People always used to warn me that someday I would miss Gov. Paul LePage.

It would usually come during one of the norm-shattering crises that he would inflict on us — like when he left an obscene and threatening voicemail message for a legislator, or when he tried to introduce a “pocket veto” to Maine politics, accidentally turning a bunch of progressive bills he hated into laws. Then there was the time he shut down the government just because, well, no reason, really. Just because.

I said I wouldn’t miss him and I was right – just not for the reasons I’d expected.

I would like to miss the former governor, but I can’t. He won’t let us.

He may live in Florida now, but he’s still a regular presence on local talk radio, complaining bitterly about the state he used to run. And last week he showed up on Fox News, joining host Laura Ingraham in trashing Maine’s biggest city before a national audience, claiming that it’s “overrun with immigrants.”

Ingraham was bouncing off a Wall Street Journal article, which quoted city employees concerned about a dwindling fund for asylum seekers, who are legally present in the country but cannot work and are ineligible for federal aid.

It’s a complicated problem but one Ingraham was able to sum up with a picture of eggs frying on a grill, and the words “This is your government on liberalism.”

She did admit to being confused about one thing, though — the fact that many of Maine’s immigrants come from Africa.

“I don’t get the Africa (connection),” she said. “The Somalis all went to Minnesota, and then they went to Maine. The two climates, I don’t get that at all.”

“Exactly, I don’t know,” laughed LePage — a guy who probably can’t understand why anyone would want to live here.

Since I live in Portland, I might be able to help the two of them out. They don’t come here for the weather.

Portland is a relatively safe city, something anyone would appreciate, but it’s especially important for those who just moved halfway across the globe to escape torture, prison or death.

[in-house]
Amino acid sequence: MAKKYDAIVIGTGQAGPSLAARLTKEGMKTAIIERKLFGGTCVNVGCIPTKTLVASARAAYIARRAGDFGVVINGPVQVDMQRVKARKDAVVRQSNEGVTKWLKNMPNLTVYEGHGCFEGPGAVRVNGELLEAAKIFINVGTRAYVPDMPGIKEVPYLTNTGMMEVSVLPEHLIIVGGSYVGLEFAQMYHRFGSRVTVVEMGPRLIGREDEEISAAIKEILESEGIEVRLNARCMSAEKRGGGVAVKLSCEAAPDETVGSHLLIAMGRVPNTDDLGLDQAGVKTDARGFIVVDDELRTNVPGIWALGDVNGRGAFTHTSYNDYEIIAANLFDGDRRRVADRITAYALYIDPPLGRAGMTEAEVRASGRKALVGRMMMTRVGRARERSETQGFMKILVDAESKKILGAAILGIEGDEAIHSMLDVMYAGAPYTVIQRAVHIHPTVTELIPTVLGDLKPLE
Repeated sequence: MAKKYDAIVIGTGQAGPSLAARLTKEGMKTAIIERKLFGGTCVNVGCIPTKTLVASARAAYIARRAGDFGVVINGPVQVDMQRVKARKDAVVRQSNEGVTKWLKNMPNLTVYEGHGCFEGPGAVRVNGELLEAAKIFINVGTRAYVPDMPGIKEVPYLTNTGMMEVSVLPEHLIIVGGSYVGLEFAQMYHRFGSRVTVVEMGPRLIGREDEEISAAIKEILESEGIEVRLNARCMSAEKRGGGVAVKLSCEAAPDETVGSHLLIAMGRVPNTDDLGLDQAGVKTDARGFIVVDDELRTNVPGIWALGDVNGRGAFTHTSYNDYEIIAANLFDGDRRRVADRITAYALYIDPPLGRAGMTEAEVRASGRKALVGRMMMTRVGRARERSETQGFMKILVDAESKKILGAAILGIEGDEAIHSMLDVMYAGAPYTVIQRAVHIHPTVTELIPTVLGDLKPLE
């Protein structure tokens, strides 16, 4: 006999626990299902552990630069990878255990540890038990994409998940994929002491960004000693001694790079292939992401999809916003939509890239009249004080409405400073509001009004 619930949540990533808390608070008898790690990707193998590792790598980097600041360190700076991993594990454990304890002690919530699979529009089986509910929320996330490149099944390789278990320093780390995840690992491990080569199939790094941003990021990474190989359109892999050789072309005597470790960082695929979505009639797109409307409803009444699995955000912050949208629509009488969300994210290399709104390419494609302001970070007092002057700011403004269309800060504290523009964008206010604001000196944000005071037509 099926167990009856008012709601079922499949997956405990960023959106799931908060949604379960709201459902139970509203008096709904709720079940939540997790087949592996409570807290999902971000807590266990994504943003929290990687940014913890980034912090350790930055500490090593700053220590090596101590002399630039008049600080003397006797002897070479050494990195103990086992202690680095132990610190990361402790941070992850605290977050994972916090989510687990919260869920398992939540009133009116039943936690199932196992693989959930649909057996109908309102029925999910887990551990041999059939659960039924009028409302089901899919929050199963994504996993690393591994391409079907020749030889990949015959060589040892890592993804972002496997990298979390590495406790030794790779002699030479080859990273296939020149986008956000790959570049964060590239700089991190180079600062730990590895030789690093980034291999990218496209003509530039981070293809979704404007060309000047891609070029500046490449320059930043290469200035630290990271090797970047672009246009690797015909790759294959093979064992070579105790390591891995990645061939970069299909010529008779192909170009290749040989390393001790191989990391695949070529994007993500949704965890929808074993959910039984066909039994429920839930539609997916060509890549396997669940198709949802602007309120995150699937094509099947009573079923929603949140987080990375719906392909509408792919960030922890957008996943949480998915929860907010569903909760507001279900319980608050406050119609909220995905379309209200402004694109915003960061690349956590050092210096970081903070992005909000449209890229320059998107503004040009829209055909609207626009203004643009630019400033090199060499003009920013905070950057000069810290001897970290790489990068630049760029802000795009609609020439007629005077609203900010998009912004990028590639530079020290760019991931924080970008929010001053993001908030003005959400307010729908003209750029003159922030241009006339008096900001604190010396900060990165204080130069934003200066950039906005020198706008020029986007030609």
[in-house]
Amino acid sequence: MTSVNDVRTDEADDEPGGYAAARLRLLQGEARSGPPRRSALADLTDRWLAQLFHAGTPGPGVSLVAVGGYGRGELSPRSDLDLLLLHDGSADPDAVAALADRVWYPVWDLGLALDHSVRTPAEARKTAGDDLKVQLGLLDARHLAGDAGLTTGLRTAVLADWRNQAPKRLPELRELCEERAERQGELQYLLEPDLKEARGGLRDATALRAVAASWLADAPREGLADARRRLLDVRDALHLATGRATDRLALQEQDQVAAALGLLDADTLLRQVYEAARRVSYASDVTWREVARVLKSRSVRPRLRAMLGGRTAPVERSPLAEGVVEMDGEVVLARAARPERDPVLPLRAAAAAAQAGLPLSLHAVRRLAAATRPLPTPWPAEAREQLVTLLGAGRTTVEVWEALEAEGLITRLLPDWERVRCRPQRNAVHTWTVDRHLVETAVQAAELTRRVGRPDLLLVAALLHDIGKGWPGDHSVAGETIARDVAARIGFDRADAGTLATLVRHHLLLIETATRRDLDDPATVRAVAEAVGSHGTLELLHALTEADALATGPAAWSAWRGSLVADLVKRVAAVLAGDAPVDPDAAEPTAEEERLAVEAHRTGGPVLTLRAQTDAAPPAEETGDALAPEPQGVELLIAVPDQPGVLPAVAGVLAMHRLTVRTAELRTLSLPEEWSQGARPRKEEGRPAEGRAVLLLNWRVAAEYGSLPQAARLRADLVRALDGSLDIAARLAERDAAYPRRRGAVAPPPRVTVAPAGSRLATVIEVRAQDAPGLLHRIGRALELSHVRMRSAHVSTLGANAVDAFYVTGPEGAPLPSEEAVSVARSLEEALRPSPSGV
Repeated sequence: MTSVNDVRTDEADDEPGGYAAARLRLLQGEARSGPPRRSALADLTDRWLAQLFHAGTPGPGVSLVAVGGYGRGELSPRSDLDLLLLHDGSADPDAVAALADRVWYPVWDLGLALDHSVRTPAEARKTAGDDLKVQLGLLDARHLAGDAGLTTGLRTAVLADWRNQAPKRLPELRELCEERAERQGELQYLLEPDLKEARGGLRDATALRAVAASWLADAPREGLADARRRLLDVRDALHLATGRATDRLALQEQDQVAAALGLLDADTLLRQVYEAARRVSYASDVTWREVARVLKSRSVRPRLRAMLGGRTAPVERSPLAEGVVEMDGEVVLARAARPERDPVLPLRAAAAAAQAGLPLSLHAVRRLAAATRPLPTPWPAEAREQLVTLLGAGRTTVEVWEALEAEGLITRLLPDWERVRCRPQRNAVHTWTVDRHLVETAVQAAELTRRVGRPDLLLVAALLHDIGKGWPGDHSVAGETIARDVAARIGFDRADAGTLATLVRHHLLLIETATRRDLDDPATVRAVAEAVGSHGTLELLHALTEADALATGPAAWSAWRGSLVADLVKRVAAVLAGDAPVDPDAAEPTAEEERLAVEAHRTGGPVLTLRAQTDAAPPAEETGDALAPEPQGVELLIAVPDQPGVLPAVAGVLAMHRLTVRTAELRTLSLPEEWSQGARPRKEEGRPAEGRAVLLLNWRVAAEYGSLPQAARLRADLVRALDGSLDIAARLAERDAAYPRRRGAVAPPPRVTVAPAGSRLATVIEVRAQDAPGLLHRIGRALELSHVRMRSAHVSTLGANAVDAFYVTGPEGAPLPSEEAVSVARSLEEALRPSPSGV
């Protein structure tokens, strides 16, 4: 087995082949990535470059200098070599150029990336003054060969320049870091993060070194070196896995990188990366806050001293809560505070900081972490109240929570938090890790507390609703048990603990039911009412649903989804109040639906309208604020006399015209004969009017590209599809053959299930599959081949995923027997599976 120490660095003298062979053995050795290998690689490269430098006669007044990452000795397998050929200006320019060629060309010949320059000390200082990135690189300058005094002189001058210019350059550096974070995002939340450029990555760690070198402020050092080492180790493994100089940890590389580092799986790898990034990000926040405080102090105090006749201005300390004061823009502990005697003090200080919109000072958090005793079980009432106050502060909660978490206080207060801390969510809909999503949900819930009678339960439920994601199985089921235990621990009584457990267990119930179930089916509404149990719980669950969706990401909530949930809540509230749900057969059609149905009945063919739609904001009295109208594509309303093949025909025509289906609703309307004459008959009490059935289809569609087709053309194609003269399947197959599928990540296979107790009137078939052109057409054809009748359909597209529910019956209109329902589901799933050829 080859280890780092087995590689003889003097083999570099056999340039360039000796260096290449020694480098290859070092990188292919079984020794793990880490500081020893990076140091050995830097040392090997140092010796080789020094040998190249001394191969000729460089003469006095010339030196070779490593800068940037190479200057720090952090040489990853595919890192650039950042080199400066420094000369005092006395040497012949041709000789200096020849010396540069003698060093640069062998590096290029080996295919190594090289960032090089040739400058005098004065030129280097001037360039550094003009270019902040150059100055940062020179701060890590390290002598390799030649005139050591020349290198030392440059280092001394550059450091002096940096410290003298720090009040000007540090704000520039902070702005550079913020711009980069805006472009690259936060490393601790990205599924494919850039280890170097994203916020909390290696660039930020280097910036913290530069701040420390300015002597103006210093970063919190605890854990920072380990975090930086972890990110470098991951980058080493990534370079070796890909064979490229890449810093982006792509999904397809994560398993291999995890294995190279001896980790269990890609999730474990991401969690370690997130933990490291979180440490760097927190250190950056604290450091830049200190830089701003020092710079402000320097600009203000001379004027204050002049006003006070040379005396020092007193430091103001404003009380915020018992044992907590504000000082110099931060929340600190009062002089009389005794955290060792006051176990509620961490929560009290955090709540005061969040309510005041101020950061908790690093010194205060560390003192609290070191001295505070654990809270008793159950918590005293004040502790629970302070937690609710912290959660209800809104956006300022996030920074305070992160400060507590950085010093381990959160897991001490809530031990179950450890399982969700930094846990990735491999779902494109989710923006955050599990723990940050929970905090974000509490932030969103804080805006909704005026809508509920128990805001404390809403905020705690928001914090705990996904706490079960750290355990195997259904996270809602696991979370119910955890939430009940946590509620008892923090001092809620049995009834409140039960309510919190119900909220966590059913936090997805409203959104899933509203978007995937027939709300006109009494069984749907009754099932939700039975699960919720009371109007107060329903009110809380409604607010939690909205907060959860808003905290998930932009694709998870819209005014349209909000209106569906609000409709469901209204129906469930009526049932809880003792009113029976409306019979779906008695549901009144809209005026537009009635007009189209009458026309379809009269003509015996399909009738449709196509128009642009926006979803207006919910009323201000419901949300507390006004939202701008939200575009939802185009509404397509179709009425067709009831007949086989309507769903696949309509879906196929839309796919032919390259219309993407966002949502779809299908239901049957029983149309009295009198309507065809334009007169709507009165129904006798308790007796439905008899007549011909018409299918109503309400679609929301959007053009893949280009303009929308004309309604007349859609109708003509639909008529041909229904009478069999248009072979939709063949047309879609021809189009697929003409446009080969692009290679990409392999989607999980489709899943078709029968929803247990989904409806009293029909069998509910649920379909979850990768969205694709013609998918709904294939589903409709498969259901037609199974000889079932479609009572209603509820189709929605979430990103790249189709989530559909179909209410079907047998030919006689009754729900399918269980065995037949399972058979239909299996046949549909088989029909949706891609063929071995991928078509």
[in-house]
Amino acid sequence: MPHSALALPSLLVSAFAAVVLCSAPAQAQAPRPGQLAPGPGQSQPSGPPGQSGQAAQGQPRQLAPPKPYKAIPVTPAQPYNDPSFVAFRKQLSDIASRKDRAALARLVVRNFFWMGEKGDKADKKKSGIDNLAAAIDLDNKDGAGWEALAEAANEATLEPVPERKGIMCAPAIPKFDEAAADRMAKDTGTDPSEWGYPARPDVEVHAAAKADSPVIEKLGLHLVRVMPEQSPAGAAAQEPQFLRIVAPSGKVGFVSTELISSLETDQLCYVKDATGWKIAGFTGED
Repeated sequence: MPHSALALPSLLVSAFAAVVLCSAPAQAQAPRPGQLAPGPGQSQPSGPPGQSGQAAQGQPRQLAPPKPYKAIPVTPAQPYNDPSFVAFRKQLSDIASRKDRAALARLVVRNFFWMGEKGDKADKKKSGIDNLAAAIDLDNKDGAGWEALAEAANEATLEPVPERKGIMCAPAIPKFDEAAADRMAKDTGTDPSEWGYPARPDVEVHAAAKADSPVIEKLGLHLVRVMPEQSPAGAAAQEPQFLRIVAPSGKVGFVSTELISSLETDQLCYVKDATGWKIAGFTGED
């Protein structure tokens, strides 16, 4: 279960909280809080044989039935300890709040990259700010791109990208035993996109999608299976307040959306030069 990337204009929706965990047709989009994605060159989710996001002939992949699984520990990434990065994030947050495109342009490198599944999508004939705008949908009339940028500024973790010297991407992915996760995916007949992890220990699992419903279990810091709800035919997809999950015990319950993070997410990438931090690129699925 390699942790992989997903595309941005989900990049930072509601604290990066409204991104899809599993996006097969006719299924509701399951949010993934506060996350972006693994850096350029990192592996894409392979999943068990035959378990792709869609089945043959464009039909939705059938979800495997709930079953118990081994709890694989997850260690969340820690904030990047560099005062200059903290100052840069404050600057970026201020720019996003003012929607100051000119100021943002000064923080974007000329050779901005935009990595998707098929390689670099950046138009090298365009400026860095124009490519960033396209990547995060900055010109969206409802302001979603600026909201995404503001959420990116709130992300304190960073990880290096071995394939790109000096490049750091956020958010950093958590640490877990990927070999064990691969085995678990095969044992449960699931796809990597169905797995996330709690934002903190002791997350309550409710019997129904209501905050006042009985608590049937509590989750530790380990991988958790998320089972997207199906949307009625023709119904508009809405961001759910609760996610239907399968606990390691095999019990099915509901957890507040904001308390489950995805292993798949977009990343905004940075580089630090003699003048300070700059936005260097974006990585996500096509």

There are jobs in greater Portland, and even if you don’t speak English well, you can find work cleaning offices or hotel rooms.

And, yes, there are services, like housing assistance, food pantries and English classes that can get a newcomer off to a good start.

Safety, opportunity, good services — in other words, the same reasons everybody moves anywhere. Mystery solved.

Portland is not perfect, far from it. A lot of the jobs that attract people don’t pay enough to cover rents, which have been bid up over years of a tight housing market.

The city has been hit hard by the opioid crisis, a problem the LePage administration chose to ignore.

The governor’s stinginess with school funding and revenue sharing along with his stubborn refusal to accept federal funds to expand Medicaid eligibility have put pressure on city services and local taxpayers, who may be near a breaking point.

Portland has problems, in the present and looming in the future. But overrun with immigrants? Please. We should be so lucky.

One of the factoids Ingraham and LePage pondeded was the idea that 75 percent of the city’s population growth over the last five years came from people who were born in other countries. Imagine that.

You would think the former governor of the country’s oldest state could have explained some of the facts of life to her.

See Laura, once you get to a certain age, you tend to stop having children. Maine is one of the few states where there are more deaths every year than births. Where else would population growth come from? Since declining population is associated with economic decline, that stat is good news for Portland. It means people want to be here.

Fortunately, LePage doesn’t run anything anymore.

I was up at the State House last week and a lawmaker warned me that things were going to be boring this year. So far, he’s right.

The first nine of Gov. Janet Mills’ nominees sailed through confirmation and are already at work running state agencies. We’ll find out how good they are when the next crisis hits, but until then it could be a little slow.

That’s OK. I’ve learned a few things in life: You don’t want a dog that’s smarter than you, and you don’t want a government that’s more entertaining than television.

Someday, I might find that I do miss LePage. But I’d like to have that opportunity.

Greg Kesich is the editorial page editor of the Portland Press Herald. He can be contacted at: [email protected]

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